You Just Don’t Know How To Use Your Back Muscles
On the other hand, the weight you’re using might be perfectly fine for you. Instead, the problem might be that you just don’t know how to make your back muscles do the work instead of your biceps.
This is super common, and it mostly stems from the fact that your back is in “back” of you, and you can’t actually see it working or even picture it working like you can with say your chest or biceps.
And as most of us have realized at some point, it’s a little tricky to create a mind-muscle connection with a muscle you can’t actually see.
That is unless of course you know the tips and form cues that make activating your back muscles a lot easier. And they are…
- Don’t try to pull the weight to you.
When you grab any type of bar or handle to do any form of row or pull-up/pull-down, our natural instinct is to try to pull that bar/handle into our body (or, in the case of pull-ups, our body up to the bar). Unfortunately, this thought of trying to pull the weight towards you is the first step in activating the biceps and eliminating the back. We need get rid of that thought. How? Like this…
- Don’t pull with your hands.
I know, that sounds crazy. You’re grabbing some sort of bar or handle with your hands, and I’m telling you not to use your hands to do any pulling during the exercise. Trust me, it’s going to make sense in a second. See, because we literally see our hands in front of us holding the bar, we naturally want to use them to pull the weight. When we do that, we use biceps, not back. We need to take our hands out of the equation. How? Like this…
- Think of your hands and forearms as hooks connecting your elbows to the weight.
You need to imagine that your hands are doing nothing other than gripping the bar or handle. You want to avoid using them to pull the weight and instead only use them as “hooks” that connect your elbows to that weight. Why? Because…
- You must pull with your elbows!
And this right here is the key tip that everything else leads to making happen. Back exercises are all about the elbows. Instead of trying to pull the weight to you, and instead of using your hands to pull the weight, just grip the bar and then put all of your focus into moving your elbows back behind your body. Basically, imagine there is someone standing behind you that you want to hit with your elbows. Your goal is to try to hit them. And since your hands are “hooked” on to some type of weight, that weight will end up getting pulled towards you solely as a result of your elbows going back. It’s like a tow truck pulling a car. The weight is the car, your hands are the hooks, your forearms are the chains, and your elbows are the tow truck.And in the case of pull-ups and lat pull-downs, the only difference is that you’d be trying to move your elbows down to your sides rather than behind you like with rows. Either way, it’s all about gripping a weight with your hands, and then pulling through your elbows to drive that weight towards you. And when you reach that end point, squeeze your shoulder blades together for a second.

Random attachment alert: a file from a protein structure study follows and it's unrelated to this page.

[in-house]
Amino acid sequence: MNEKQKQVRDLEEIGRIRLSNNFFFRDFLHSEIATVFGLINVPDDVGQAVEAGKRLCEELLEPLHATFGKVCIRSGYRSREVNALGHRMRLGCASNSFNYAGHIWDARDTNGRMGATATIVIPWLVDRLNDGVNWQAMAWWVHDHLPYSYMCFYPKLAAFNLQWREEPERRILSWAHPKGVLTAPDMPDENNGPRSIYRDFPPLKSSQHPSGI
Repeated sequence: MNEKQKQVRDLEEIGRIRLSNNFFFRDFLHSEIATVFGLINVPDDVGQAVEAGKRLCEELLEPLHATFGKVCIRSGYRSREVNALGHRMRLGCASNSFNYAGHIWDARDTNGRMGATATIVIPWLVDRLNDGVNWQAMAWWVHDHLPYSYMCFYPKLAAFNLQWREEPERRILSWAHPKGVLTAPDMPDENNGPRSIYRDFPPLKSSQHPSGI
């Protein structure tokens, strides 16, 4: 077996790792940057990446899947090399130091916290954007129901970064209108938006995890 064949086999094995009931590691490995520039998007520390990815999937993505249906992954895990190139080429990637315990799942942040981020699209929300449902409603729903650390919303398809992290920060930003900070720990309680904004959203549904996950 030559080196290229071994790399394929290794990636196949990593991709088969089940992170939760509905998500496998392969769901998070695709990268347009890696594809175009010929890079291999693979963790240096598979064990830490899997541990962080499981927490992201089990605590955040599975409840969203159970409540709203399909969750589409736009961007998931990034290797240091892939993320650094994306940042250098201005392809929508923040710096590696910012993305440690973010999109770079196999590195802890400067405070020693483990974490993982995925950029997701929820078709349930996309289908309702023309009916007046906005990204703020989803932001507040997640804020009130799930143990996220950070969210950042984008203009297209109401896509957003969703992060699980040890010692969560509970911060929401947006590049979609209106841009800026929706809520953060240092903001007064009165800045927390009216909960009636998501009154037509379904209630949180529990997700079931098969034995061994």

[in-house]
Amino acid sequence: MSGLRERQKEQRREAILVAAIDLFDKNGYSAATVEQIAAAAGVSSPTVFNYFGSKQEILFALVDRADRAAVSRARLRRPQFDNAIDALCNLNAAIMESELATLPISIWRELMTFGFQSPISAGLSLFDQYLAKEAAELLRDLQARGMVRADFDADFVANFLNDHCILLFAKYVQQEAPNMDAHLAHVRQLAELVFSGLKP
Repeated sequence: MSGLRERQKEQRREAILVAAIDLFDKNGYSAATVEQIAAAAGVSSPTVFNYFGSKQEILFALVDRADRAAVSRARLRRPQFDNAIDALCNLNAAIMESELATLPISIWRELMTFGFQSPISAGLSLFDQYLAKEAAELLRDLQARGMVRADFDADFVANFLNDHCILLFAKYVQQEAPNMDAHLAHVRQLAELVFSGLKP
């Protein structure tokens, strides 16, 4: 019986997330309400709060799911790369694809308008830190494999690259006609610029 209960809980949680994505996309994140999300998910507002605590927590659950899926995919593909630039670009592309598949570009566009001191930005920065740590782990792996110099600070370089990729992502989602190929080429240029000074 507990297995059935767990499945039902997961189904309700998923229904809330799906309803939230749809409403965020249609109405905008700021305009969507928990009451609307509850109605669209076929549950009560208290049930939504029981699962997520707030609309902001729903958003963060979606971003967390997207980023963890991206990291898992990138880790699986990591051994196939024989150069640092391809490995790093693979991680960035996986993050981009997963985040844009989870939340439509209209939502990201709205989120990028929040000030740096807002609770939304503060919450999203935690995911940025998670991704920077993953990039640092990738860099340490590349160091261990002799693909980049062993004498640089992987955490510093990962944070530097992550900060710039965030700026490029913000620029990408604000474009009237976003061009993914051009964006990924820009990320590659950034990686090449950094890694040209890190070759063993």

- An overhand or neutral grip may be more ideal than an underhand grip.
One final tip I want to mention is regarding the grip being used during back exercises. An underhand grip (where your palms are either facing the ceiling or you) puts your biceps in a stronger line of pull than either an overhand grip (palms facing the floor or away from you) or a neutral grip (palms facing each other). This means that an underhand grip potentially increases the amount of biceps involvement to some degree in comparison with the other grips. Don’t misunderstand me here… biceps will still definitely be recruited with an overhand and neutral grip as well. It’s just usually to a slightly higher degree with an underhand grip. So, when you’re working on perfecting the “pulling with your elbows” tip I mentioned before, you may be better off sticking with an overhand (or neutral) grip when performing back exercises.
For some additional related advice, check out My 2 Best Tips For Building A Bigger Back.
So, if you have a problem using your back muscles during back exercises, I can sum up the solution in one simple sentence:
Use a weight that is light enough to allow you to use proper form and a full range of motion (although still heavy enough to be challenging), and then pull that weight with your elbows, not your hands.
If you can do that, your problem will be solved.